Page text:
NEW YORK — Frances W. Preston, who worked her way up from a radio-station mailroom to become one of the most influential figures in the music business, died June 13 at her home in Nashville. She was 83.
Her death, from congestive heart failure, was announced by BMI, the music licensing organization of which she was a past president and chief executive.
BMI, whose formal name is Broadcast Music Inc., is one of the country’s three principal performing-rights organizations (the others are its chief rival, ASCAP, and the smaller SESAC). Such organizations secure royalties for composers, lyricists, and music publishers.
Ms. Preston, who was BMI’s president and chief executive from 1986 to 2004, helped usher performing rights across the electronic threshold. Although groups like BMI have long licensed their artists’ work to radio stations and television shows, and to the makers of films and commercials, they must now also concern themselves with downloads, streaming, and other electronic delivery systems.
‘‘New technology should be exciting for the songwriter, because it’s a tremendous amount of exposure in so many different ways,’’ Ms. Preston told the Associated Press in 2002. ‘‘But it’s been very frustrating because their rights are being diluted.’’
Ms. Preston, who spent nearly half a century with BMI, saw her mission as impressing on Congress, consumers, and the diverse array of enterprises that offer music — including bars, funeral parlors, and the purveyors of ring tones — the idea that a song is a piece of intellectual property for which money must be paid.
Her testimony before Congress was widely credited with helping ensure the passage of the Copyright Renewal Act of 1992, which extended protection for many works originally copyrighted in the 1960s and ’70s.
On Ms. Preston’s retirement in 2004, Variety called her ‘‘the highest-ranking woman in the music industry.’’
During Ms. Preston’s years at the helm of BMI, the stable of artists and publishers whose work it handled grew to more than 300,000, from 84,000, and the number of musical compositions it represented grew to more than 4.5 million, from 1.5 million.
Today, BMI represents more than half a million composers, lyricists, and publishers — including Chuck Berry, Hank Williams, the Beach Boys, Aretha Franklin, Lady Gaga, and Jennifer Lopez — and more than 7.5 million works.
Frances Loree Williams was born in Nashville in 1928. She graduated from the George Peabody College for Teachers there and planned to embark on a teaching career.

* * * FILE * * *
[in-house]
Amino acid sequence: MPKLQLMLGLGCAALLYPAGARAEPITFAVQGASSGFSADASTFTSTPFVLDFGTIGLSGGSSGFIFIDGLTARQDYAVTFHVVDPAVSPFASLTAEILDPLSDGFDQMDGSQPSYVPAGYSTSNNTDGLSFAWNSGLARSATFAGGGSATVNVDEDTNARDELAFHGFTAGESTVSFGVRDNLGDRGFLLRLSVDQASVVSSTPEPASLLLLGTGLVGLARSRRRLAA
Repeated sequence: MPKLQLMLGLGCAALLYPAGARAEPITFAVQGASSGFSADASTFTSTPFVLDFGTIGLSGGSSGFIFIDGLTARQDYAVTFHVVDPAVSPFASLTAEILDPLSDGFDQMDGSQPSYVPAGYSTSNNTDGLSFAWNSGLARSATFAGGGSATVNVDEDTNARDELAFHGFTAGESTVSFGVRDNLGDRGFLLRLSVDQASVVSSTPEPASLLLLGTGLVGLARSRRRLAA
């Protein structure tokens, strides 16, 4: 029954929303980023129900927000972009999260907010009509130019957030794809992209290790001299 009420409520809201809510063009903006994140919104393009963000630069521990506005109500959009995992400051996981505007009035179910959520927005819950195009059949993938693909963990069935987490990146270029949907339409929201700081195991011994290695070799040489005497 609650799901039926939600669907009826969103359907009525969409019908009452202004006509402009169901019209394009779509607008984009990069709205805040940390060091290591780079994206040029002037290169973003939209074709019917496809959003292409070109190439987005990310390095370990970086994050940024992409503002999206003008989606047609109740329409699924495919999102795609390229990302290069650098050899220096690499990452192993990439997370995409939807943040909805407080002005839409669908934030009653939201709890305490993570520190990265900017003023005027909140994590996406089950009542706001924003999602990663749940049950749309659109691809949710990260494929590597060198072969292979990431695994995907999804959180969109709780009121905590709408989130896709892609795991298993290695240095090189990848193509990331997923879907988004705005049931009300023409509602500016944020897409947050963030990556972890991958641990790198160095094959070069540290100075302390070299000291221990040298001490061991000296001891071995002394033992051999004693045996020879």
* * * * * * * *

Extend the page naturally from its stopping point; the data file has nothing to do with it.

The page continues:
Needing a summer job to tide her over, she wound up in the mailroom of the National Life and Accident Insurance Co. The company owned WSM in Nashville, the AM radio station that broadcast the Grand Ole Opry.
At the station, her duties included answering fan mail for Hank Williams. Before long, she was spending her lunch hour as the host of a daily show about fashion that was broadcast on WSM-TV.
In 1958, BMI hired Ms. Preston to establish its Nashville office. There, with her bristling Rolodex, she helped foster the careers of many artists who became marquee names. Among them were country musicians like Willie Nelson, Dolly Parton, Kris Kristofferson, and Johnny Cash and — because her purview extended well beyond Nashville — those in other genres, including Barry Manilow and Isaac Hayes.
‘‘She was really the conduit into the machinery for so many of these people,’’ Del Bryant, BMI’s president and chief executive, said Monday.
‘‘Whoever they needed to know — whether it was a publisher, a producer, a banker, someone who was good at dressing stars — she always was there to help them make the next step in any direction.’’
In 1985, on being named BMI’s senior vice president for performing rights, Ms. Preston moved to its headquarters in New York.
Ms. Preston’s marriage to E.J. Preston ended in divorce. She leaves three sons, Kirk, David, and Donald; six grandchildren; and a great-grandchild.
In the Internet age, consumers’ ability to distill free music from the ether expanded exponentially, and Ms. Preston, mindful of protecting her artists’ copyrights, was keenly aware of that.
‘‘Music is the killer app of the Web,’’ she told Variety in 2000. ‘‘College students who wouldn’t dream of stealing a CD from a store are busy downloading in their dorm rooms.’’